Mr. Speaker, our government has introduced a comprehensive framework for the strict regulation of the production, distribution, and consumption of cannabis. We have been working collaboratively with our provincial and territorial partners. Health Canada administers a very effective system of licensing for those who meet the requirements of that regulation to ensure that what will be consumed by Canadians is of known potency and purity. Those rules are important for the health and safety of all Canadians, and we will continue to promote them.

The Environment

    Mr. Speaker, today on the eve of the one-year anniversary of the Hanjin Seattle cargo ship debris spill in my riding, I tabled a motion to address coastal debris. Still, community groups are leading cleanup efforts without any help from the current government. Government officials have indicated that there is a near-complete legislative and regulatory void for coastal debris cleanup, and that there is no dedicated fund.
    The Liberals love talking about their world-class oceans protection plan, but nothing is happening. I have a simple question. Will the minister create a permanent dedicated annual fund for coastal debris cleanup?
    Mr. Speaker, my colleague is right, we are very proud of our oceans protection plan, which now has approached its first-year anniversary and we have announced over 50 measures. With respect to ships that lose cargo, it is very clear that they are responsible for the cleaning. That is the situation with the Hanjin Seattle that my colleague is referring to.


    Mr. Speaker, earlier today, the finance minister said that our deputy leader cannot count, when in fact he is the one who is 100% over his promised deficit levels. He said that others do not know what assets are, when he is the one who just forgot to report his asset, an offshore company in France, to the Ethics Commissioner.
    Instead of lashing out at others, why does the finance minister not just let go of all the secrets and tell Canadians what he is hiding in all of his holding companies?


    Mr. Speaker, earlier today, I was speaking to the member for Milton. I want to be clear that I was not questioning her numeracy skills. I have the highest respect for the member for Milton, who I know has had a positive business career. What I am questioning and what I would question for the member for Carleton is the numbers that he is actually focusing on. In his case, the numbers he should focus on are the more than 16,000 children in his riding who are getting the Canada child benefit, on average $520 per family. This is what we are doing for Canadians. We are making families better off so that they can actually move forward, to have confidence—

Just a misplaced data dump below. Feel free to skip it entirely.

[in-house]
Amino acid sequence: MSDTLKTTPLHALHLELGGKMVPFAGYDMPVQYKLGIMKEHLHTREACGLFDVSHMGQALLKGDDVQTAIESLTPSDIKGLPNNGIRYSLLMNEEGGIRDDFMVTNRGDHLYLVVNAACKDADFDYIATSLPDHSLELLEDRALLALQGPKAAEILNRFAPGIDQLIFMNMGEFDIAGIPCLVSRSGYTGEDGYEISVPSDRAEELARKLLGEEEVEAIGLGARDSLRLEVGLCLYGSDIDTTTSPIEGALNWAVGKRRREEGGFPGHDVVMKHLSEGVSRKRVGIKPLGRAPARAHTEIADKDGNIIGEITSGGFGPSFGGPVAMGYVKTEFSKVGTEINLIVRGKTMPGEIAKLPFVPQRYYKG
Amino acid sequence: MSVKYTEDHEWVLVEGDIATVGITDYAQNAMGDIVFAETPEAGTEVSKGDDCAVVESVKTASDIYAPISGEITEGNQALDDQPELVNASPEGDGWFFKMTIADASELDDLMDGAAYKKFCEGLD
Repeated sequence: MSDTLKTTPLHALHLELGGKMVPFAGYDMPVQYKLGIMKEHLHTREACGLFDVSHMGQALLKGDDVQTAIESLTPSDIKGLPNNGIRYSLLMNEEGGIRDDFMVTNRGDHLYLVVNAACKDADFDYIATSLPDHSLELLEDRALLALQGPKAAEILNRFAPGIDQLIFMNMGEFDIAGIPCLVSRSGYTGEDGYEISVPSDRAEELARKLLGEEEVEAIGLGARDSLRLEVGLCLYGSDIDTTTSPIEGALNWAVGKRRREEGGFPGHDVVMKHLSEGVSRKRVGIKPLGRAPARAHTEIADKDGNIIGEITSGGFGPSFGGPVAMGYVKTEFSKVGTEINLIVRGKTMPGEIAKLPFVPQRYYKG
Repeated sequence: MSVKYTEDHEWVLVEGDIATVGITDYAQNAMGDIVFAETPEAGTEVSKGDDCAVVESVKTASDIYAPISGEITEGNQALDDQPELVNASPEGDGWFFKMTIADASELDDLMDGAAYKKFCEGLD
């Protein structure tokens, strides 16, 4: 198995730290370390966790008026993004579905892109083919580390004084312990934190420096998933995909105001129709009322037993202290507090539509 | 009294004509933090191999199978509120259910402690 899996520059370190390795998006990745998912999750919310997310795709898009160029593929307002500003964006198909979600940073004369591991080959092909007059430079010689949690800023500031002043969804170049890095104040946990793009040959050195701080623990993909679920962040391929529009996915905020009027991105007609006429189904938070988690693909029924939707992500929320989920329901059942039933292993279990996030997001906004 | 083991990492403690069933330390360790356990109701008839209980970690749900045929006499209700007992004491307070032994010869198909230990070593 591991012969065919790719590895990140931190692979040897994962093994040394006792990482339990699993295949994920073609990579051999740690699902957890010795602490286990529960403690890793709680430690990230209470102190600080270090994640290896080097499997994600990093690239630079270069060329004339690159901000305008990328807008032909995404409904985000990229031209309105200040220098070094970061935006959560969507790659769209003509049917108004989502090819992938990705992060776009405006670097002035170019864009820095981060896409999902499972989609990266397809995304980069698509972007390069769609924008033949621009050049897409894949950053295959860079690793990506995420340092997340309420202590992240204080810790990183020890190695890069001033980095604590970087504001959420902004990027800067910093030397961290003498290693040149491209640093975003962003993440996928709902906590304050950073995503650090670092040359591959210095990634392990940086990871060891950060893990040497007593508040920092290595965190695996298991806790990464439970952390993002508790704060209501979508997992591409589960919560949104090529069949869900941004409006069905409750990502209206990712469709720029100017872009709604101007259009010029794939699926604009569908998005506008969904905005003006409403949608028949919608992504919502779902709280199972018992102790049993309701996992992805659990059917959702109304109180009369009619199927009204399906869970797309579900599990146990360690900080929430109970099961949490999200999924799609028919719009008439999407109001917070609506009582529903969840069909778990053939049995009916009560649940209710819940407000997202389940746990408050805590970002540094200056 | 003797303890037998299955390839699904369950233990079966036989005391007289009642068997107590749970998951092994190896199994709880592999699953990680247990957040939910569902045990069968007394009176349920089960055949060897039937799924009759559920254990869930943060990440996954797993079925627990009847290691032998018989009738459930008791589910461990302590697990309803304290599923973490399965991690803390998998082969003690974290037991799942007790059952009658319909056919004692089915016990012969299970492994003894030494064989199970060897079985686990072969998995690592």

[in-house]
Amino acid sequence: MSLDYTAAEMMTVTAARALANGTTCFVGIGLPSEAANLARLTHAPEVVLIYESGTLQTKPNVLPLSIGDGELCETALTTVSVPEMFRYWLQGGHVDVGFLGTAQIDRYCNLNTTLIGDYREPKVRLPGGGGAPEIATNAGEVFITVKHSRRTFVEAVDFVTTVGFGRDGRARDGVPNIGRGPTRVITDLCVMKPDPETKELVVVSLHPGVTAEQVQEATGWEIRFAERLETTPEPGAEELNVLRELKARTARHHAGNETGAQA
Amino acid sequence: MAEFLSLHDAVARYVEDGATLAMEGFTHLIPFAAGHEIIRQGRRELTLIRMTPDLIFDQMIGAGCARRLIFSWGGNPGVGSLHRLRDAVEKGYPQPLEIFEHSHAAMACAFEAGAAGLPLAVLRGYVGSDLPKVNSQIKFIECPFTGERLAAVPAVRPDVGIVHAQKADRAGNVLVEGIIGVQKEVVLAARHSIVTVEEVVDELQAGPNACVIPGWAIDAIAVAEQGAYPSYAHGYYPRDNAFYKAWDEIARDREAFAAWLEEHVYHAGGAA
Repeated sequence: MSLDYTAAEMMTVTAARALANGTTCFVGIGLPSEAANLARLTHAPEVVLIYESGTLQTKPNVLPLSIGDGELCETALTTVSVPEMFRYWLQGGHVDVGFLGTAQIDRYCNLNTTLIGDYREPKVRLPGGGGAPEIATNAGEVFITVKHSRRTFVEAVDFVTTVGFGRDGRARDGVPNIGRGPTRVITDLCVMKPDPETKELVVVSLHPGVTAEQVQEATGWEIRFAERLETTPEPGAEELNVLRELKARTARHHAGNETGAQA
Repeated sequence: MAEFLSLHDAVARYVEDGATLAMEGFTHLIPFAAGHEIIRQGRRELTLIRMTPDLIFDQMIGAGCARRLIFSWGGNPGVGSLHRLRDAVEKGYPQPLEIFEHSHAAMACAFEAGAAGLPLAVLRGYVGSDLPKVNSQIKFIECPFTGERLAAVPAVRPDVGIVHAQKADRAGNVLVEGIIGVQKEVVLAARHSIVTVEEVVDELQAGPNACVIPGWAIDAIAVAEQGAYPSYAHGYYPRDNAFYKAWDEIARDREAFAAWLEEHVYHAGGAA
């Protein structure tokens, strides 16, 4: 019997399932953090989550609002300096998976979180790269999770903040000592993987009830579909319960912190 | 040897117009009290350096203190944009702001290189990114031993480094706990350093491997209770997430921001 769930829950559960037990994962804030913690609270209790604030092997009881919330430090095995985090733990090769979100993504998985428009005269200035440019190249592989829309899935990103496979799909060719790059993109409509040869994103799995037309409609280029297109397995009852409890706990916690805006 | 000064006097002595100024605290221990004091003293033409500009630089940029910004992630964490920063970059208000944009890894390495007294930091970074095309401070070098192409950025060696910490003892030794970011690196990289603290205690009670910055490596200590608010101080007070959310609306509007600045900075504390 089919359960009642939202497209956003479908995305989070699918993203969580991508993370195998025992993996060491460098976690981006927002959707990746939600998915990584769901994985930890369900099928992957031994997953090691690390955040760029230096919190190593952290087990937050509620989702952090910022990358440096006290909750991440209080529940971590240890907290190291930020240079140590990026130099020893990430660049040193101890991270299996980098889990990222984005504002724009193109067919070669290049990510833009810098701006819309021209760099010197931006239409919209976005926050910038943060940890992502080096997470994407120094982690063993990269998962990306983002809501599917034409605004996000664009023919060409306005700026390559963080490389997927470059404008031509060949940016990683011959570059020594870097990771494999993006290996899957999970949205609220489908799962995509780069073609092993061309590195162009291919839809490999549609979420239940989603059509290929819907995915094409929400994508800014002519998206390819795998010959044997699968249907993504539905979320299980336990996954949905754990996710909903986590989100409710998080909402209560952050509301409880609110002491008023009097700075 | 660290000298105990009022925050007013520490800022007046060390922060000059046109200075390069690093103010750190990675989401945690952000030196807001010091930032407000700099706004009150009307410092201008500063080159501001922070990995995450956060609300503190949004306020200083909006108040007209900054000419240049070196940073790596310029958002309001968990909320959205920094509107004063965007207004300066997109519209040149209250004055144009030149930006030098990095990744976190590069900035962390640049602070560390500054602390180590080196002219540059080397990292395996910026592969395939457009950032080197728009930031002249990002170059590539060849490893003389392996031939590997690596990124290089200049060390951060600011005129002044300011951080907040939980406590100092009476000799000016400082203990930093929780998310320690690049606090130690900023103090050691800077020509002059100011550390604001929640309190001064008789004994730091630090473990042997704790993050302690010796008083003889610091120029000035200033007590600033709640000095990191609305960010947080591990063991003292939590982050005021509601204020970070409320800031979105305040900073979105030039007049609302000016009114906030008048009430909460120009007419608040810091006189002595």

The hon. member for Carleton.
    Mr. Speaker, the only way to know if he is making Canadians better off instead of just making himself better off is just to reveal what investments he has held over the last two years in his vast network of holding companies and trust funds. We just recently found out that the minister was taking $65,000 a month in dividends from a company that he simultaneously regulated. He introduced a bill that would help that company.
    The only way to put all of this to bed and put an end to these questions for the minister is for him to come clean and tell us what he is hiding in those—
    The hon. Minister of Finance.
    Mr. Speaker, to repeat, we have a process in this House that we work with the Ethics Commissioner so that we can expose all of our assets to her and that is in fact what I have done. In terms of disclosure, 100% disclosure is the highest number we can get. That is what I have done. That allowed her to give me recommendations on what we should do to ensure that we do not have conflicts of interest. That is what we expect all 338 members of this House to do. We will continue to respect the Ethics Commissioner. We will continue to work on behalf of Canadians, which is what we were elected to do.
    Mr. Speaker, that minister hid an offshore company in France, and then he hid $20 million of Morneau Shepell shares from Canadians. Now that Canadians know he held those shares, because of investigative journalism and not because of his transparency, he has admitted that it was not the right thing to do, has sold those shares, and is now saying he will give back the ill-gotten gains. We need to know what other inappropriate investments the minister might be hiding in his holding companies. Why does he not tell us what is in those companies?
    Mr. Speaker, to repeat, working with the Ethics Commissioner is the approach we have in this House. It is to respect the officer of Parliament who has that duty. That is what we will continue to do. It allows us to do the work we have been asked to do on behalf of Canadians. We will not get distracted by the games from the other side. We will not get distracted by the personal attacks. We will continue to be focused on Canadians.